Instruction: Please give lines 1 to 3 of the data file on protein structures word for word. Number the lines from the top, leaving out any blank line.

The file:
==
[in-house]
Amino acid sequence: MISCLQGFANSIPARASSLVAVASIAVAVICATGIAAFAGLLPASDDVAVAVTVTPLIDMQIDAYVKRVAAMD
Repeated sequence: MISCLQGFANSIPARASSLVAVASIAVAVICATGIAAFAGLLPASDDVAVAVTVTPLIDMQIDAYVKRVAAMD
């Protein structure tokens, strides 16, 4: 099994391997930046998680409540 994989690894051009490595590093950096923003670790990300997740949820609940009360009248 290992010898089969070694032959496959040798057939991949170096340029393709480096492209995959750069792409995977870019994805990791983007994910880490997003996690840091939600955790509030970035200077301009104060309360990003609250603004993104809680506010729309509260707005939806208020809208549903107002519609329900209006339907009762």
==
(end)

[in-house]
Amino acid sequence: MISCLQGFANSIPARASSLVAVASIAVAVICATGIAAFAGLLPASDDVAVAVTVTPLIDMQIDAYVKRVAAMD
Repeated sequence: MISCLQGFANSIPARASSLVAVASIAVAVICATGIAAFAGLLPASDDVAVAVTVTPLIDMQIDAYVKRVAAMD